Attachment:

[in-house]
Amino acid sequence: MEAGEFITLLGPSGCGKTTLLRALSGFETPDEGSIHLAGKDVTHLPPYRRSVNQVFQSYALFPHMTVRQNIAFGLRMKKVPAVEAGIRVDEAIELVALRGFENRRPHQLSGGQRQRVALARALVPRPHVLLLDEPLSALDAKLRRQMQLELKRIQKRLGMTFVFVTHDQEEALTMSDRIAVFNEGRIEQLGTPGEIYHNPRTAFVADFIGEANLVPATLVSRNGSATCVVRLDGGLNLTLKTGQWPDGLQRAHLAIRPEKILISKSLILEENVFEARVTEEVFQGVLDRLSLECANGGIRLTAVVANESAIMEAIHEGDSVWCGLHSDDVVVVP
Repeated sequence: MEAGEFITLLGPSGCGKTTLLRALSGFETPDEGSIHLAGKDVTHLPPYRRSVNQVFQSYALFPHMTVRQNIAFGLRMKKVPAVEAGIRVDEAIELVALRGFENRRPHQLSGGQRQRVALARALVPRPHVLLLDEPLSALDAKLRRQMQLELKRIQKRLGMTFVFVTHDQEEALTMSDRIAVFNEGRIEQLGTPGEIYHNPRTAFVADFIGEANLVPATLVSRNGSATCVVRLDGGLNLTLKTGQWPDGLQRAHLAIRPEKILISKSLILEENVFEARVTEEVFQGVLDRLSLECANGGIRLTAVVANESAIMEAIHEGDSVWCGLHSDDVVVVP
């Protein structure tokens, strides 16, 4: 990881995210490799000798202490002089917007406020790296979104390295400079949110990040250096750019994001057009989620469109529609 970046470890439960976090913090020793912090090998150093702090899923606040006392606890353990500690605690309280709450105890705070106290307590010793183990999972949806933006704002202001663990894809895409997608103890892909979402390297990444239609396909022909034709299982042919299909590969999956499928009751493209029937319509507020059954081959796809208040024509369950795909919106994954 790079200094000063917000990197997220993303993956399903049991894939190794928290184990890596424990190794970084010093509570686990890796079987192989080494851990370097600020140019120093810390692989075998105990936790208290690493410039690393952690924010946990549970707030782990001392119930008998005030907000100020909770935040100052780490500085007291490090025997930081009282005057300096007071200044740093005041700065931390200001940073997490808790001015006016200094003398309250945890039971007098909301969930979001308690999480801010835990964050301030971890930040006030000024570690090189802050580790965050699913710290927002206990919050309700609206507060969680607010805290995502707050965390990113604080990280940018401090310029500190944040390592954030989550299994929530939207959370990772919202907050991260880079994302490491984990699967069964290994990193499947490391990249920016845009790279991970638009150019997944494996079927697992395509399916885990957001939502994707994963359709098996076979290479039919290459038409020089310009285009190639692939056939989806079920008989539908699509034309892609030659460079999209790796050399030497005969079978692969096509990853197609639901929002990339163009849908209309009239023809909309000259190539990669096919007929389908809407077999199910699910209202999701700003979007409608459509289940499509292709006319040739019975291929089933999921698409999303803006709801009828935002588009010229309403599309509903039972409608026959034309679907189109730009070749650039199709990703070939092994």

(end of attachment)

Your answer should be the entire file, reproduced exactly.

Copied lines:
[in-house]
Amino acid sequence: MEAGEFITLLGPSGCGKTTLLRALSGFETPDEGSIHLAGKDVTHLPPYRRSVNQVFQSYALFPHMTVRQNIAFGLRMKKVPAVEAGIRVDEAIELVALRGFENRRPHQLSGGQRQRVALARALVPRPHVLLLDEPLSALDAKLRRQMQLELKRIQKRLGMTFVFVTHDQEEALTMSDRIAVFNEGRIEQLGTPGEIYHNPRTAFVADFIGEANLVPATLVSRNGSATCVVRLDGGLNLTLKTGQWPDGLQRAHLAIRPEKILISKSLILEENVFEARVTEEVFQGVLDRLSLECANGGIRLTAVVANESAIMEAIHEGDSVWCGLHSDDVVVVP
Repeated sequence: MEAGEFITLLGPSGCGKTTLLRALSGFETPDEGSIHLAGKDVTHLPPYRRSVNQVFQSYALFPHMTVRQNIAFGLRMKKVPAVEAGIRVDEAIELVALRGFENRRPHQLSGGQRQRVALARALVPRPHVLLLDEPLSALDAKLRRQMQLELKRIQKRLGMTFVFVTHDQEEALTMSDRIAVFNEGRIEQLGTPGEIYHNPRTAFVADFIGEANLVPATLVSRNGSATCVVRLDGGLNLTLKTGQWPDGLQRAHLAIRPEKILISKSLILEENVFEARVTEEVFQGVLDRLSLECANGGIRLTAVVANESAIMEAIHEGDSVWCGLHSDDVVVVP
């Protein structure tokens, strides 16, 4: 990881995210490799000798202490002089917007406020790296979104390295400079949110990040250096750019994001057009989620469109529609 970046470890439960976090913090020793912090090998150093702090899923606040006392606890353990500690605690309280709450105890705070106290307590010793183990999972949806933006704002202001663990894809895409997608103890892909979402390297990444239609396909022909034709299982042919299909590969999956499928009751493209029937319509507020059954081959796809208040024509369950795909919106994954 790079200094000063917000990197997220993303993956399903049991894939190794928290184990890596424990190794970084010093509570686990890796079987192989080494851990370097600020140019120093810390692989075998105990936790208290690493410039690393952690924010946990549970707030782990001392119930008998005030907000100020909770935040100052780490500085007291490090025997930081009282005057300096007071200044740093005041700065931390200001940073997490808790001015006016200094003398309250945890039971007098909301969930979001308690999480801010835990964050301030971890930040006030000024570690090189802050580790965050699913710290927002206990919050309700609206507060969680607010805290995502707050965390990113604080990280940018401090310029500190944040390592954030989550299994929530939207959370990772919202907050991260880079994302490491984990699967069964290994990193499947490391990249920016845009790279991970638009150019997944494996079927697992395509399916885990957001939502994707994963359709098996076979290479039919290459038409020089310009285009190639692939056939989806079920008989539908699509034309892609030659460079999209790796050399030497005969079978692969096509990853197609639901929002990339163009849908209309009239023809909309000259190539990669096919007929389908809407077999199910699910209202999701700003979007409608459509289940499509292709006319040739019975291929089933999921698409999303803006709801009828935002588009010229309403599309509903039972409608026959034309679907189109730009070749650039199709990703070939092994």